The events of Sunday, 21 November 1920, are generally regarded as having marked a decisive turning-point in the military struggle between the British forces and the IRA. Thirty-one people – fourteen British agents, fourteen Irish civilians and three republican prisoners – lost their lives on a day that is now one of the most infamous in modern Irish history, writes Eamonn Duggan.
“My one intention was the destruction of the undesirables who continued to make miserable the lives of the ordinary decent citizen. I have proof enough to assure myself of the atrocities which this gang of spies and informers have committed…I have paid them back in their own coin.” Michael Collins
By late 1920, the War of Independence had reached a level of hostility many had never thought possible. The vicious guerrilla war which had engulfed the country with its ambushes and attacks had already left a devastating trail of death and destruction. Many lives had been lost, civilian and military, and there seemed to be little prospect of the conflict coming to an end with both sides becoming ever more entrenched.
The country had been witnessing many dark and bloody days since the Soloheadbeg attack in January 1919 and the everyday news cycle was dominated by reports of violent engagements between the IRA and the forces of the Crown. The bloodiest day of the conflict came on Sunday, November 21, 1920, when 31 people lost their lives in Dublin, fourteen British agents, fourteen Irish civilians and three republican prisoners. The day quickly became known as ‘Bloody Sunday’ and it now takes its place as one of the most infamous in modern Irish history.
By November, 1920, the British Intelligence service had established an extensive network of spies and informers around Dublin. On the other hand, Michael Collins, the IRA Director of Intelligence, had gathered a group of young men whose main purpose was to eliminate British agents and spies as well as informers. They were collectively known as the ‘Squad’ and they all, to a man, pledged their loyalty and allegiance to their leader and mentor.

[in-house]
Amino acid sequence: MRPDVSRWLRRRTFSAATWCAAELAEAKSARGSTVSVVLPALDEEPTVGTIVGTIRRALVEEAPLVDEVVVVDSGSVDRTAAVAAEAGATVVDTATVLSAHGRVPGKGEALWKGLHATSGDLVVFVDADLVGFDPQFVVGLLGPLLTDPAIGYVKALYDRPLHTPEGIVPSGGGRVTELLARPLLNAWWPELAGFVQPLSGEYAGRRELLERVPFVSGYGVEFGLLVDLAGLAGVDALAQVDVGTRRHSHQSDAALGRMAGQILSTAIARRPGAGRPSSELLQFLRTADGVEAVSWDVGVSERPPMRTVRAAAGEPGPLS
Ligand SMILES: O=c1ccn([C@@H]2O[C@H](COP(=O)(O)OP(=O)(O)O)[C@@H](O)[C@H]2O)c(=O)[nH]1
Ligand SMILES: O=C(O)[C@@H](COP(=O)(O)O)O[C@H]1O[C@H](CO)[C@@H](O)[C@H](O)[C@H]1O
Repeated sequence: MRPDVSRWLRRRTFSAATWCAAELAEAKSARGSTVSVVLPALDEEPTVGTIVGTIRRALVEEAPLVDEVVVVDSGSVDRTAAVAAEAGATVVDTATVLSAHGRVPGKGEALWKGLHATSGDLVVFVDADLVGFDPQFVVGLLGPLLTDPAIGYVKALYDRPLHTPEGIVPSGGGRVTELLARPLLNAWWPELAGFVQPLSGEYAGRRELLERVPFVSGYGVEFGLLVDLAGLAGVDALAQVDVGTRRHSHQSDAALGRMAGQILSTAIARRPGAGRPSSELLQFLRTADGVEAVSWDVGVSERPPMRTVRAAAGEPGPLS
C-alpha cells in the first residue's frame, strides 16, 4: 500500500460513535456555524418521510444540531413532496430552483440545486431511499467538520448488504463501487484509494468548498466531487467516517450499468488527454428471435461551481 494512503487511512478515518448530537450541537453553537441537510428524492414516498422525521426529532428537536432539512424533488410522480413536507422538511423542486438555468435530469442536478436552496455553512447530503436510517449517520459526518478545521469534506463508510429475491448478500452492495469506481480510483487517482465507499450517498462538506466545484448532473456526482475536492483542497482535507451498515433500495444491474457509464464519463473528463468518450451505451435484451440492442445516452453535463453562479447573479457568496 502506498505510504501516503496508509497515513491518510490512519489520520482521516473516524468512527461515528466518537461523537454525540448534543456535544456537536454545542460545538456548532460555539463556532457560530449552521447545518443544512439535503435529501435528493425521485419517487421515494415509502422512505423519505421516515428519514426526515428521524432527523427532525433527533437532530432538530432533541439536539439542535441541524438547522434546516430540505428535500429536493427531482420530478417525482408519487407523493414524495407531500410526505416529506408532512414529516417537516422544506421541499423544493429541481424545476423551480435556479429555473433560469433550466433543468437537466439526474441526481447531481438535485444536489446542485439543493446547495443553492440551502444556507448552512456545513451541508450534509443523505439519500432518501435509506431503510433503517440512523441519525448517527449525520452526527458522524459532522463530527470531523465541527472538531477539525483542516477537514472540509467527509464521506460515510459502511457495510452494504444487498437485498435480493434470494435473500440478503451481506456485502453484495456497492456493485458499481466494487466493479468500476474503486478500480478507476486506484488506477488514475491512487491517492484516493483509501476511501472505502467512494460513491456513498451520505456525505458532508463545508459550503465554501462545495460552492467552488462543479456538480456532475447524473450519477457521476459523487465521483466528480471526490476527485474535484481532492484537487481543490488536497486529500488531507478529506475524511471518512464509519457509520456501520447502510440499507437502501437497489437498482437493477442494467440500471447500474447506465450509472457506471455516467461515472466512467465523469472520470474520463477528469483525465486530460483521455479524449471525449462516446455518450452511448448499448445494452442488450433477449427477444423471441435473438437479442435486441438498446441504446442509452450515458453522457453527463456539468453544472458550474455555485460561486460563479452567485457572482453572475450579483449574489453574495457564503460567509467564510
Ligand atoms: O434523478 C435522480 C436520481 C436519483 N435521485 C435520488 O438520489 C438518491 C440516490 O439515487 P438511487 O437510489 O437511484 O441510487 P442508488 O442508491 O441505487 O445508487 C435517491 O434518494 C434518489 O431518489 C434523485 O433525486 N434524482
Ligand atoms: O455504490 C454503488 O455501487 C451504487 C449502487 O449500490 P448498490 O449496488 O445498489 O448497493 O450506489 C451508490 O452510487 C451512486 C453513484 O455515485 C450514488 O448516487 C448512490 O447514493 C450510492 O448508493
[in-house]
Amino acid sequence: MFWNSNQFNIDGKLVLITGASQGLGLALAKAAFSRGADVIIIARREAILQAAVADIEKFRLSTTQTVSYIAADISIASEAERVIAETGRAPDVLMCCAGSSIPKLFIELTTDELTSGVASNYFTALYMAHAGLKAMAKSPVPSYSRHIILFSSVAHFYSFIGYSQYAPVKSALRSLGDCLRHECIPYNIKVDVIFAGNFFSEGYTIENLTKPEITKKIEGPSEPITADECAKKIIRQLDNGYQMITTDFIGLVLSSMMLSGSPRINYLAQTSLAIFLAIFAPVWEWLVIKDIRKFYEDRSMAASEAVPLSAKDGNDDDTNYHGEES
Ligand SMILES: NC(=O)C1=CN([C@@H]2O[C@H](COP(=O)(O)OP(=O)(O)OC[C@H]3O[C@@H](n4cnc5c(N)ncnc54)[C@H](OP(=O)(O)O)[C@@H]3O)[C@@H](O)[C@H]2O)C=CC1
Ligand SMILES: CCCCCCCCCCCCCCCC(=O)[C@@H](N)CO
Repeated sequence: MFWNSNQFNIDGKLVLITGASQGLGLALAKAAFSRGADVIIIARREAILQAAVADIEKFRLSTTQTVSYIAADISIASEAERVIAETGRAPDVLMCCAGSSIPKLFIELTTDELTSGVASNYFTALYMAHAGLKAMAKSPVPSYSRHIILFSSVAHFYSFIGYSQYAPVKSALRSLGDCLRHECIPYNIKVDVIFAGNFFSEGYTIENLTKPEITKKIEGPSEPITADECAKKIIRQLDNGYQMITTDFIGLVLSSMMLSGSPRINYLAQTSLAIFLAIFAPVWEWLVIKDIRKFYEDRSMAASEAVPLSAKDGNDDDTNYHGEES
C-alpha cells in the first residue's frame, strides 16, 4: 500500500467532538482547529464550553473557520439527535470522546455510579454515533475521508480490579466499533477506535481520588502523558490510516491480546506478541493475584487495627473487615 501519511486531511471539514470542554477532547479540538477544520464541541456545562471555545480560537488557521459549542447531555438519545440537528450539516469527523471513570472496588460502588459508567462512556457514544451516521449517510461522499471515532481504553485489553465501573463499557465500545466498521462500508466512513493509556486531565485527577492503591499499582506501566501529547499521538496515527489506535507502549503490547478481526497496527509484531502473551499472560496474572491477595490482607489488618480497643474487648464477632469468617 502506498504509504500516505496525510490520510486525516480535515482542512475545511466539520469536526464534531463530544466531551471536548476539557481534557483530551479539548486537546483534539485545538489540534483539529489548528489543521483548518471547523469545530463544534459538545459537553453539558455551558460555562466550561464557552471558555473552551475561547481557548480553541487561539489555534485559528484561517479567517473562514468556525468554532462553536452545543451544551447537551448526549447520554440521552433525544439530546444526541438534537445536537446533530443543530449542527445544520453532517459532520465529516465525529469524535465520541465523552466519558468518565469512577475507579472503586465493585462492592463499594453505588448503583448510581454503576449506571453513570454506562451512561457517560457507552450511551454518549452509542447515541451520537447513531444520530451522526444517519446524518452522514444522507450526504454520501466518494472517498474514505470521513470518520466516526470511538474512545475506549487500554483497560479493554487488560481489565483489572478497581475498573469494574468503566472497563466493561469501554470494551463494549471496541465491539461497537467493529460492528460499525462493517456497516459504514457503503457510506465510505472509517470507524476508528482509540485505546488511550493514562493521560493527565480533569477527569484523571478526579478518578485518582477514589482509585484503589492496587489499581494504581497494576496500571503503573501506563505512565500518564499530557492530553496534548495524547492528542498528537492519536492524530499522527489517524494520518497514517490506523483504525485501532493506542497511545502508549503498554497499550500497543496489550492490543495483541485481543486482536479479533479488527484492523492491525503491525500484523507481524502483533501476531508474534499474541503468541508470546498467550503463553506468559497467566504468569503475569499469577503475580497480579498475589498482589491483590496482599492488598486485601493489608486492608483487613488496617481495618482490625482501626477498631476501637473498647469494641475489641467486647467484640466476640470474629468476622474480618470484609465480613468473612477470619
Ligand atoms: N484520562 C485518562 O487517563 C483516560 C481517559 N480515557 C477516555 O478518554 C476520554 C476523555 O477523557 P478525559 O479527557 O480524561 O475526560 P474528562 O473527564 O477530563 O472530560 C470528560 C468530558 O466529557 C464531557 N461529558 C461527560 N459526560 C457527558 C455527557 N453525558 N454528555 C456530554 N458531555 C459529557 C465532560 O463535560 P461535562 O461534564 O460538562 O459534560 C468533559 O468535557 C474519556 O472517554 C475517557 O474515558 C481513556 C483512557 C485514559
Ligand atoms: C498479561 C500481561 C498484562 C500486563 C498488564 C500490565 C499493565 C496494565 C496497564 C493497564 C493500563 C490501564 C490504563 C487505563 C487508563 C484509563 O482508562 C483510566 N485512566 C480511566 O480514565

In November, 1920, Collins targeted a group of eighteen British Intelligence Officers known as the ‘Cairo Gang’. who took their name from the Cairo Café on Grafton Street which they frequented and from their service in the British military intelligence in Egypt and Palestine during the First World War. The republican leadership were well aware of the gang’s existence in the city and Richard Mulcahy, the then IRA Chief of Staff, called them “a very dangerous and cleverly placed spy organisation”.
Collins and his Intelligence Unit had, by that time, concluded the British were planning to eliminate leading republicans. In anticipation of any such attack, Collins directed the young men in his intelligence network to strike first and eliminate the ‘Cairo Gang’. Dick McKee was given charge of planning for the strike and the gathering of intelligence began in earnest.
The Intelligence Unit had, over time, cultivated a very sophisticated network of informants from many walks of life and had little trouble in compiling the addresses of the targeted British agents. Information came readily from many sources including housemaids, post office and railway workers as well as at least one police informant.
Some of the targeted agents openly and arrogantly made themselves known around the city, making it easier for Collins and his people to identify them.